1. En su resolución 70/137, la Asamblea General solicitó a la Representante Especial del Secretario General para la Cuestión de los Niños y los Conflictos Armados que siguiera presentando informes, tanto a la Asamblea como al Consejo de Derechos Humanos, sobre las actividades emprendidas en cumplimiento de su mandato, con información de sus visitas sobre el terreno, y sobre los progresos alcanzados y los problemas que subsisten en relación con la cuestión de los niños y los conflictos armados. La solicitud se basó en el mandato otorgado por la Asamblea en su resolución 51/77, en la que recomendó, entre otras cosas, que la Representante Especial procurara que se tomara mayor conciencia y promoviera la reunión de información acerca de los sufrimientos de los niños afectados por los conflictos armados, y estimulara la cooperación internacional para asegurar el respeto de los derechos de los niños en esas situaciones. En consonancia con ese mandato, y de conformidad con lo solicitado por la Asamblea en su resolución 70/137, en el presente informe se proporciona información actualizada sobre la campaña “Niños, No Soldados”. También se ponen de relieve los progresos alcanzados durante el último año y se resumen las prioridades inmediatas, así como los objetivos de más largo plazo fijados para impulsar la cuestión de los niños y los conflictos armados, en colaboración con los Estados Miembros de las Naciones Unidas, las entidades de las Naciones Unidas, las organizaciones regionales y subregionales y la sociedad civil.

II. Estado de la cuestión de los niños y los conflictos armados

A. Panorama general de las tendencias y los desafíos

2. La Representante Especial presentará este informe a la Asamblea General 20 años después de la aprobación de la resolución 51/77, por la que se estableció el mandato relativo a la cuestión de los niños y los conflictos armados. El 20º aniversario del mandato brinda la oportunidad de hacer un balance de los numerosos logros obtenidos y poner de relieve las esferas que están más rezagadas. En su informe pionero acerca de las repercusiones de los conflictos armados sobre los niños (A/51/306), que fue presentado a la Asamblea en 1996, Graça Machel describió la brutalidad extrema a que estaban expuestos millones de niños atrapados en conflictos y demostró el carácter central de la cuestión para las agendas internacionales de derechos humanos, desarrollo y paz y seguridad.

3. Si bien ha habido progresos sustanciales en los últimos dos decenios, como se indica en el presente informe, en el segundo semestre de 2015 y a principios de 2016 persistían graves problemas para la protección de los niños afectados por los conflictos armados. La intensidad de las violaciones graves de los derechos de los niños aumentó en una serie de situaciones de conflicto armado. Preocupó especialmente la proliferación de agentes que participaban en los conflictos armados. Las operaciones aéreas transfronterizas realizadas por coaliciones internacionales o Estados Miembros a título individual, especialmente en zonas pobladas, produjeron entornos sumamente complejos para la protección de los niños. Los efectos en los niños de la incapacidad colectiva de prevenir conflictos y ponerles fin son graves: existen regiones en crisis y las violaciones de los derechos de los niños se están agravando en varios conflictos. Las violaciones se relacionan directamente con el ultraje al derecho internacional humanitario y el derecho internacional de los derechos humanos por las partes en los conflictos.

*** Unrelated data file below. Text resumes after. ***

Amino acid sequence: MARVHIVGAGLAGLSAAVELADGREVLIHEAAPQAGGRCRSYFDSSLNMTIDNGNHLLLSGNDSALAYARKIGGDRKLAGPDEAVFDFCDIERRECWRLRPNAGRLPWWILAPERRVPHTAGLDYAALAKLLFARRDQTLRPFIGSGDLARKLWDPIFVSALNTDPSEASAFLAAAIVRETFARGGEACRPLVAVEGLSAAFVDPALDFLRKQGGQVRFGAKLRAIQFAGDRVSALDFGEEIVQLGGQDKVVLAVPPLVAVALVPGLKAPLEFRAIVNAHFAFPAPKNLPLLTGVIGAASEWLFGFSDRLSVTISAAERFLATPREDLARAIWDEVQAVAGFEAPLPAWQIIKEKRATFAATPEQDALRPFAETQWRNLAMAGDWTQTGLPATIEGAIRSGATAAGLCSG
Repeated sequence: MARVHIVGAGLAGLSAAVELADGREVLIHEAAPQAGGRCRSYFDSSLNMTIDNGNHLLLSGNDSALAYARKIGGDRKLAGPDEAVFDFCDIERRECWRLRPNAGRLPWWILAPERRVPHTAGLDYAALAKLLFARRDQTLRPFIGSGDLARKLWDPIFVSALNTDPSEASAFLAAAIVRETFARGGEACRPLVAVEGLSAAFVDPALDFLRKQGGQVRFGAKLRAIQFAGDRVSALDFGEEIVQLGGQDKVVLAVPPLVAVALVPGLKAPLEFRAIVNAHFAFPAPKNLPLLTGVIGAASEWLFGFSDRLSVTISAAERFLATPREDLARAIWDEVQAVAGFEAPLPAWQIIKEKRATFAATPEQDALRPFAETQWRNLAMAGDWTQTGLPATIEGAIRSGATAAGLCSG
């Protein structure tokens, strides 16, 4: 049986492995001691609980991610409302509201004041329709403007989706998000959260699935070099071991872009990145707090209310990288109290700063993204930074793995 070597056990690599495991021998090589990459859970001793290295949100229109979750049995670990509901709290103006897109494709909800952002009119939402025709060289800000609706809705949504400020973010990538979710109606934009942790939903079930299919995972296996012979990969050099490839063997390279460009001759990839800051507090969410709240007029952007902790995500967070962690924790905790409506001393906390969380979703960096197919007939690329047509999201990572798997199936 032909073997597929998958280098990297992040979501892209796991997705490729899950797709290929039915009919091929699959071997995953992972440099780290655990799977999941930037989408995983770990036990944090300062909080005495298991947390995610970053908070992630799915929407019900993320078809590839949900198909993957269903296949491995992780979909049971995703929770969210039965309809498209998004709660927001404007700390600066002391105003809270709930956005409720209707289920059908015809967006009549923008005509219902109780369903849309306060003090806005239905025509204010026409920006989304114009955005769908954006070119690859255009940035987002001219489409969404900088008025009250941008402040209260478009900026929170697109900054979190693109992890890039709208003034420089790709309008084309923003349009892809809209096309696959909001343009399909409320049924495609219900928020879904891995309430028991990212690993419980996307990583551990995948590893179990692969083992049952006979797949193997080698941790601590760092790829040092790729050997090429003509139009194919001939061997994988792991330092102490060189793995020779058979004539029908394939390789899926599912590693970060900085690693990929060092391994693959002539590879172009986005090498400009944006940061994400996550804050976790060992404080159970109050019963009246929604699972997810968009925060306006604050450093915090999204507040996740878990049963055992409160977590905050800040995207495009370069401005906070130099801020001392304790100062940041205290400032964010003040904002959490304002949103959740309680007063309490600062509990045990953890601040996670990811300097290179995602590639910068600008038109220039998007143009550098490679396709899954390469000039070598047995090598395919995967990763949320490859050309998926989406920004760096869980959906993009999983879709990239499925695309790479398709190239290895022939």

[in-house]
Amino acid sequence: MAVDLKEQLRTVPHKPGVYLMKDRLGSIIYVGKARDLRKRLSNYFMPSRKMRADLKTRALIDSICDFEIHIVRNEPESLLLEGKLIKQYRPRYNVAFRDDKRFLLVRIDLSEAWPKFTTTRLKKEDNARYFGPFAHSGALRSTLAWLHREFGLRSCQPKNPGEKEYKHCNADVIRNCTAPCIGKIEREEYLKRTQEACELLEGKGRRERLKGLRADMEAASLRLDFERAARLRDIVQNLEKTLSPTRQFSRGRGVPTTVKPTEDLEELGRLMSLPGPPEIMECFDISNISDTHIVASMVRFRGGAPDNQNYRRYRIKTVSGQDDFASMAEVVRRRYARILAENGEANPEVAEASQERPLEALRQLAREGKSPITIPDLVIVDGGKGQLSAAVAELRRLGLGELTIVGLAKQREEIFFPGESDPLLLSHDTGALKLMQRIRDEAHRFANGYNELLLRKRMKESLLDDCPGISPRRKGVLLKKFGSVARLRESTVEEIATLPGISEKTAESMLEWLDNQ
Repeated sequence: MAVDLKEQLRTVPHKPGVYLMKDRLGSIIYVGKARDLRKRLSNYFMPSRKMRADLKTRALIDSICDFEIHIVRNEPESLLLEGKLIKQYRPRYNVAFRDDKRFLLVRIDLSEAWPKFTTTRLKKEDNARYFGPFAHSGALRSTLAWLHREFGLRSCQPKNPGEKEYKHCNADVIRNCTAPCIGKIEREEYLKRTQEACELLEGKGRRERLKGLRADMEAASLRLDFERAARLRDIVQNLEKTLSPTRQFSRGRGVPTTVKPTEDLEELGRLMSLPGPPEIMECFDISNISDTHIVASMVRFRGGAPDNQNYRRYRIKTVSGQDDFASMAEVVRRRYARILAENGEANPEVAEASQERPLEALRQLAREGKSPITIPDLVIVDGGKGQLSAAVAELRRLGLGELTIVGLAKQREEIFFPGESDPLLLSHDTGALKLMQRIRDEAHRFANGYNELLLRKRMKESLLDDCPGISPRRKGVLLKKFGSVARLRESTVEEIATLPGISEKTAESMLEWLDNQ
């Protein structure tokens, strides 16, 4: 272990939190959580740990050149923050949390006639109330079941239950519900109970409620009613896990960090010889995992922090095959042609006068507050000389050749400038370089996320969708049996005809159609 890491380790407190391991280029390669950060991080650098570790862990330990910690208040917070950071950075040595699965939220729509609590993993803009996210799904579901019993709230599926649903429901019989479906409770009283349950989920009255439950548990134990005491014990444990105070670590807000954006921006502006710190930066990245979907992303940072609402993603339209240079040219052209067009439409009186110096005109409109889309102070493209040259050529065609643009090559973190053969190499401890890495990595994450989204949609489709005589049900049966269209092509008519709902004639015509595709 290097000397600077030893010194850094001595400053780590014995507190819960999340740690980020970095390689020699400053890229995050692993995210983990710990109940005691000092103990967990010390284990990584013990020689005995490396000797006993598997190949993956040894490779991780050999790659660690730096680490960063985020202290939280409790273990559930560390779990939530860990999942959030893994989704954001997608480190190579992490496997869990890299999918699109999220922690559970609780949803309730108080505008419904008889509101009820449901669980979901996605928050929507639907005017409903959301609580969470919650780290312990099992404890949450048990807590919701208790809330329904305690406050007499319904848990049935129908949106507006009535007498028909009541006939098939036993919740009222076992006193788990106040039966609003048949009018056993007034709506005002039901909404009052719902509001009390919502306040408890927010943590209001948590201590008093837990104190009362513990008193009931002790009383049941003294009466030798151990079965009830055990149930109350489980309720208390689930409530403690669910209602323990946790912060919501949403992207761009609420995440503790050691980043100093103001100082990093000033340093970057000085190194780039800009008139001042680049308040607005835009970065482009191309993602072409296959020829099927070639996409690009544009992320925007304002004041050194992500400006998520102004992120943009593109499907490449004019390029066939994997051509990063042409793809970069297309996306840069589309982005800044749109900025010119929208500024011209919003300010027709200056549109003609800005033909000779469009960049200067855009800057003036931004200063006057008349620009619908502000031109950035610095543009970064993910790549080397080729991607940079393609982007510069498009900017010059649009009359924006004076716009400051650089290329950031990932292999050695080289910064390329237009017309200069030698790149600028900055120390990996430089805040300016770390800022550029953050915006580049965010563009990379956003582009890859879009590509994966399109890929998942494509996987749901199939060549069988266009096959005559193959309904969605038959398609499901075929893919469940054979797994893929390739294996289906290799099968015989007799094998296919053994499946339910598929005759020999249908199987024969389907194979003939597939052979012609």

4. Los conflictos prolongados han tenido efectos considerables en los niños. En la República Árabe Siria, según el Enviado Especial para Siria, el conflicto ya ha causado la muerte de más de 400.000 personas, incluidos miles de niños. En el Afganistán, en 2015 se registró el mayor número de bajas infantiles desde que las Naciones Unidas empezaron a documentar sistemáticamente las bajas civiles en 2009. En Somalia, la situación siguió siendo peligrosa para los niños: el número de violaciones de derechos registradas no mostró señales de disminuir en 2016, y centenares de niños fueron secuestrados, reclutados, utilizados, brutalmente muertos y mutilados. Cabe señalar, como ejemplo sumamente inquietante, la situación en Sudán del Sur, donde los niños fueron víctimas de las seis categorías de violaciones graves de sus derechos, en particular durante las brutales ofensivas militares lanzadas contra las fuerzas de la oposición. El deterioro de la situación en julio de 2016 es especialmente preocupante por la situación penosa de los niños. En el Iraq, los intensos enfrentamientos armados y los ataques contra la población civil perpetrados por el Estado Islámico en el Iraq y el Levante han causado la muerte de miles de civiles, entre ellos muchos niños. En el Yemen, el conflicto ha continuado intensificándose, con niveles alarmantes de reclutamiento, muerte y mutilación de niños y ataques contra escuelas y hospitales.

World: Rapport de la Représentante spéciale du Secrétaire général pour le sort des enfants en temps de conflit armé (A/71/205)

Colombia - Chad - 24 August 2016 - 3:04pm
Source: UN General Assembly Country: Afghanistan, Central African Republic, Colombia, Democratic Republic of the Congo, Iraq, Mali, Myanmar, Nigeria, Philippines, Somalia, South Sudan, Sudan, Syrian Arab Republic, World, Yemen

Résumé